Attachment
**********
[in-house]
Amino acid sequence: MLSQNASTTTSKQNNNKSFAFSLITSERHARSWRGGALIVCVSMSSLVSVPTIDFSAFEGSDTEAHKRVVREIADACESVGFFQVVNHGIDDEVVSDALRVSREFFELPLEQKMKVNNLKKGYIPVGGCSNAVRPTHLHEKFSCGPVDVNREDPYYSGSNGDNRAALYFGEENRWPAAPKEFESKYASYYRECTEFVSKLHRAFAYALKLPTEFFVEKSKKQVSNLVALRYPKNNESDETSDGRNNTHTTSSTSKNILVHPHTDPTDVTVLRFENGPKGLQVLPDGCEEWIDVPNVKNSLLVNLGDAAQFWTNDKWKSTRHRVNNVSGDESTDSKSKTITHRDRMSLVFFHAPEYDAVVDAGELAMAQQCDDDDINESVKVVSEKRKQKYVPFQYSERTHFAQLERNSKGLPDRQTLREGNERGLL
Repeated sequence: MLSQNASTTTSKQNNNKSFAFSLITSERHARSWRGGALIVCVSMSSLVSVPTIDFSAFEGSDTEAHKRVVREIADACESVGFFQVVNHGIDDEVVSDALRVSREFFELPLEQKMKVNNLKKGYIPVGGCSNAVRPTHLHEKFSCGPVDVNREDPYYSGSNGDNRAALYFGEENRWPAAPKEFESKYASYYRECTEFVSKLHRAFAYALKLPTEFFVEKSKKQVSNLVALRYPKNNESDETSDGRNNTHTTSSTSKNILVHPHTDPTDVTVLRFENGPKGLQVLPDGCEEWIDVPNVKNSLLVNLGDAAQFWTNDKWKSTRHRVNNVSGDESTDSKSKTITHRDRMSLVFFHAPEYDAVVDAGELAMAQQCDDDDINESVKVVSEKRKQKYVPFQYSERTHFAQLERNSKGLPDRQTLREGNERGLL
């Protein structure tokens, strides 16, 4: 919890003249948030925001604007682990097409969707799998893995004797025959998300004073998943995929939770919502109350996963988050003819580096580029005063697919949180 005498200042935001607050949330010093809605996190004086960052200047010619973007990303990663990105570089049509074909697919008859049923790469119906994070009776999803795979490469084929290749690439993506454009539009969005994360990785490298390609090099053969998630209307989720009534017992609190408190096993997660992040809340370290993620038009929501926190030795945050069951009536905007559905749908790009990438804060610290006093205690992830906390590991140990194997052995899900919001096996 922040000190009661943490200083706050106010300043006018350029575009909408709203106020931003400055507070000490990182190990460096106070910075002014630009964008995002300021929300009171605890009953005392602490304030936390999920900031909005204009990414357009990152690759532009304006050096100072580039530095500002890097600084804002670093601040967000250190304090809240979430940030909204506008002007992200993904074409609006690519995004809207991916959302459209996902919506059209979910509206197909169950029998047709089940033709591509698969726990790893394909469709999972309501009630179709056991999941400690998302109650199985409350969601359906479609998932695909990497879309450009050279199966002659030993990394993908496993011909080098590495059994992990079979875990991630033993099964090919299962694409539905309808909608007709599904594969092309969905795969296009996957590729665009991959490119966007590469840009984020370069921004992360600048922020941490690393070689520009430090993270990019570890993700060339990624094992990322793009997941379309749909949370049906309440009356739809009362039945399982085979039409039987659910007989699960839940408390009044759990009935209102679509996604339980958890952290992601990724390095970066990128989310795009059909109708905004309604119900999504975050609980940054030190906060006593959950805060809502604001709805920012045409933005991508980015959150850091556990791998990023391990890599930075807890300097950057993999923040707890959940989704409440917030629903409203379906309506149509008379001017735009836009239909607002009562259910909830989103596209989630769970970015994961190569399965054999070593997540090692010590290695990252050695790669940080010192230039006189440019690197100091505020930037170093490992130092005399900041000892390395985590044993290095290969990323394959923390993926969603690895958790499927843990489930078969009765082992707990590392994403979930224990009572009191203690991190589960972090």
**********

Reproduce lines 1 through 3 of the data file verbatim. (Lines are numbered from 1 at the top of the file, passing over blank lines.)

[in-house]
Amino acid sequence: MLSQNASTTTSKQNNNKSFAFSLITSERHARSWRGGALIVCVSMSSLVSVPTIDFSAFEGSDTEAHKRVVREIADACESVGFFQVVNHGIDDEVVSDALRVSREFFELPLEQKMKVNNLKKGYIPVGGCSNAVRPTHLHEKFSCGPVDVNREDPYYSGSNGDNRAALYFGEENRWPAAPKEFESKYASYYRECTEFVSKLHRAFAYALKLPTEFFVEKSKKQVSNLVALRYPKNNESDETSDGRNNTHTTSSTSKNILVHPHTDPTDVTVLRFENGPKGLQVLPDGCEEWIDVPNVKNSLLVNLGDAAQFWTNDKWKSTRHRVNNVSGDESTDSKSKTITHRDRMSLVFFHAPEYDAVVDAGELAMAQQCDDDDINESVKVVSEKRKQKYVPFQYSERTHFAQLERNSKGLPDRQTLREGNERGLL
Repeated sequence: MLSQNASTTTSKQNNNKSFAFSLITSERHARSWRGGALIVCVSMSSLVSVPTIDFSAFEGSDTEAHKRVVREIADACESVGFFQVVNHGIDDEVVSDALRVSREFFELPLEQKMKVNNLKKGYIPVGGCSNAVRPTHLHEKFSCGPVDVNREDPYYSGSNGDNRAALYFGEENRWPAAPKEFESKYASYYRECTEFVSKLHRAFAYALKLPTEFFVEKSKKQVSNLVALRYPKNNESDETSDGRNNTHTTSSTSKNILVHPHTDPTDVTVLRFENGPKGLQVLPDGCEEWIDVPNVKNSLLVNLGDAAQFWTNDKWKSTRHRVNNVSGDESTDSKSKTITHRDRMSLVFFHAPEYDAVVDAGELAMAQQCDDDDINESVKVVSEKRKQKYVPFQYSERTHFAQLERNSKGLPDRQTLREGNERGLL